I was not expecting breaking college football news today but that’s what we all got: USC and UCLA are leaving the Pac-12 for the Big 10. You can find all the takes and coverage elsewhere. (Here is Wilner’s aftermath column.)

What does it mean for the Mythical California Cup? As Wilner says, “The California Four, which has served as the heart of the Pac-12 for eons, is no more.” It seems pretty clear that a century long chapter of California college football will end in 2024. We are certainly several Bayesian steps closer to a world where there’s another Lindy “extinction event” and several California programs cease. There have been 10 or 11 MCC games in each of the last 13 full seasons. It doesn’t seem like there’s a way we go up from here. (Even if the two LA schools are replaced in some new PAC-12 with say, Fresno and SDSU, that’s just an even up replacement in conference games, and they come at the replacement of potential intra-California games that might have happened anyway. It’s not like any California colleges are adding FCS football any time soon. This isn’t the 1970s.)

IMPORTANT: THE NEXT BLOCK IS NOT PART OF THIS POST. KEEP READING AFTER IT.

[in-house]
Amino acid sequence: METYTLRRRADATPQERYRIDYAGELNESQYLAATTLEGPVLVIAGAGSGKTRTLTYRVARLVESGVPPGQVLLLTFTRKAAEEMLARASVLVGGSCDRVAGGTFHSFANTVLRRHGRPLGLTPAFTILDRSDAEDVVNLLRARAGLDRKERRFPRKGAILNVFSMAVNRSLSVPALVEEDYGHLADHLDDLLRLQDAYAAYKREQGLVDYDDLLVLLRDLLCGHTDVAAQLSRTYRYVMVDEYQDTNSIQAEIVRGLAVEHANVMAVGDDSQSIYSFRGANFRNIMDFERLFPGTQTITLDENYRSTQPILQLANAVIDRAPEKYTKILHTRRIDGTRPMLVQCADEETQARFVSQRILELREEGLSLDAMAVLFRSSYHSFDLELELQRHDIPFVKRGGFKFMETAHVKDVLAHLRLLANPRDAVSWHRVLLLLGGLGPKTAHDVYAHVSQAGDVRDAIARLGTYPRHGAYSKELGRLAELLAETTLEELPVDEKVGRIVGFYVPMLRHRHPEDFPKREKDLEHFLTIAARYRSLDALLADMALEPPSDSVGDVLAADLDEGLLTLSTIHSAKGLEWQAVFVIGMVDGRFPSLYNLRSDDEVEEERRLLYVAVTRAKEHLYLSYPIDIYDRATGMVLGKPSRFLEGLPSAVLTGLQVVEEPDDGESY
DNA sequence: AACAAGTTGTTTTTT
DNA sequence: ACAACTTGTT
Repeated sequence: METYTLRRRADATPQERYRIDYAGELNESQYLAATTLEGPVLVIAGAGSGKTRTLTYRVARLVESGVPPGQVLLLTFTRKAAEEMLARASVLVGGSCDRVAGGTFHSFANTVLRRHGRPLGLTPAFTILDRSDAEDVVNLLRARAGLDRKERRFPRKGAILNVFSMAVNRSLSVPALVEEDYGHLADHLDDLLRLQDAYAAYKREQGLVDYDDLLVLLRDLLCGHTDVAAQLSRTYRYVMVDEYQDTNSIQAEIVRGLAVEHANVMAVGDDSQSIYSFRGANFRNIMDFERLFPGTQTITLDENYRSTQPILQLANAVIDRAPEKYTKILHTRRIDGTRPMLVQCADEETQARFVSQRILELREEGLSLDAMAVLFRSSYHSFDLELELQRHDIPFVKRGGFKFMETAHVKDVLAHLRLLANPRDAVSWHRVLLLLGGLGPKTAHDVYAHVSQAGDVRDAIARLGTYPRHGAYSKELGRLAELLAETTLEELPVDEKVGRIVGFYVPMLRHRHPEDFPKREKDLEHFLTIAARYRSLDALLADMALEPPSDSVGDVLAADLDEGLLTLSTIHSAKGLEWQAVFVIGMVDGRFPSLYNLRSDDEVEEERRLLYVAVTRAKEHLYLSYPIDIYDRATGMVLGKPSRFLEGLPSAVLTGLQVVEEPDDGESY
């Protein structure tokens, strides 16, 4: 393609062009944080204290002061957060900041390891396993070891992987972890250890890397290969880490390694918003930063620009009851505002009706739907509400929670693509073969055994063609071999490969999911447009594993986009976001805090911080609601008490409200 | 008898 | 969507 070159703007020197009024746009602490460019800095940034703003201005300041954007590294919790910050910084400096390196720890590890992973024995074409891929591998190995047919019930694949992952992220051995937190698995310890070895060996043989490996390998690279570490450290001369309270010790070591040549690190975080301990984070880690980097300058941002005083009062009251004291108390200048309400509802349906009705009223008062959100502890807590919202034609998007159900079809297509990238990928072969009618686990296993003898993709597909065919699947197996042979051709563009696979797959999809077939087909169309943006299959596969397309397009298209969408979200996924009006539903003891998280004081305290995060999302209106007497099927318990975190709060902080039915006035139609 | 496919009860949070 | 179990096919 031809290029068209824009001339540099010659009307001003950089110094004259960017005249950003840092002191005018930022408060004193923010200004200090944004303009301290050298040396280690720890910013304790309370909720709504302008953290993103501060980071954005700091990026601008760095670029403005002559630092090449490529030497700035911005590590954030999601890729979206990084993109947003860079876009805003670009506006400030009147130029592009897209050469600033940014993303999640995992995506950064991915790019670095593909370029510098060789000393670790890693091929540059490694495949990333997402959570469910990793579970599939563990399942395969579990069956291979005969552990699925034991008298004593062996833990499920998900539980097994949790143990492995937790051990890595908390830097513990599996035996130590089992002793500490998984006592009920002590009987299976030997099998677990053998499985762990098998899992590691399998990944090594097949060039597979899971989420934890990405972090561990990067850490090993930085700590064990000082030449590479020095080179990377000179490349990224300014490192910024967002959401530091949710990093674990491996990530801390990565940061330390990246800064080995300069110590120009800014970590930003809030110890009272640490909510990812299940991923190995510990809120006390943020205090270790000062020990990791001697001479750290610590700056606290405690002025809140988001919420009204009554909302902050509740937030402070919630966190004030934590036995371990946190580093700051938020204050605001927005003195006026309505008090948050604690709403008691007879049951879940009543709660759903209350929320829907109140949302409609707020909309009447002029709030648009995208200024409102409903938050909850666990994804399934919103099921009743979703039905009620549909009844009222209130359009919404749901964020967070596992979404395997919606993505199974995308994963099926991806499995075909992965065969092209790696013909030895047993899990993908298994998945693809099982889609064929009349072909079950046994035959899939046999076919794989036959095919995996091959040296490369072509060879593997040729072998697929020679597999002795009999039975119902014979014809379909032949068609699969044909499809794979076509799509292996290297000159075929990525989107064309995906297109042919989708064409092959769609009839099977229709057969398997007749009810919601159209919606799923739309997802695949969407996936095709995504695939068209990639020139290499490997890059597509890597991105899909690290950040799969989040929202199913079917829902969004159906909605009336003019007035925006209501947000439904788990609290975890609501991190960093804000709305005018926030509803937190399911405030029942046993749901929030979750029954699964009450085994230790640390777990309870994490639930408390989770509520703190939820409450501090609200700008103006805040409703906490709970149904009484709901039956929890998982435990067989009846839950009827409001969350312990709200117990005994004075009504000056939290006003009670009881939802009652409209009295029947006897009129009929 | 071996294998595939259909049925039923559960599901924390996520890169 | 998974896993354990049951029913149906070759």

USC and UCLA remain California schools that will play many fewer games against fellow California schools. (Although presumably their head-to-head rivalry game will remain.) So at the worst we go from six guaranteed games to two.

The “California Four” was a perfect symmetry: two public, two private. Two from the Bay Area, two from LA. One school on each side of the state’s two biggest mega metro areas. Two red, two blue. Oh well. It was a fun 107 years. Dumb little projects like this one at least give me some way to reshape the narrative a little bit.

(Maybe now Cal can make the Rose Bowl?)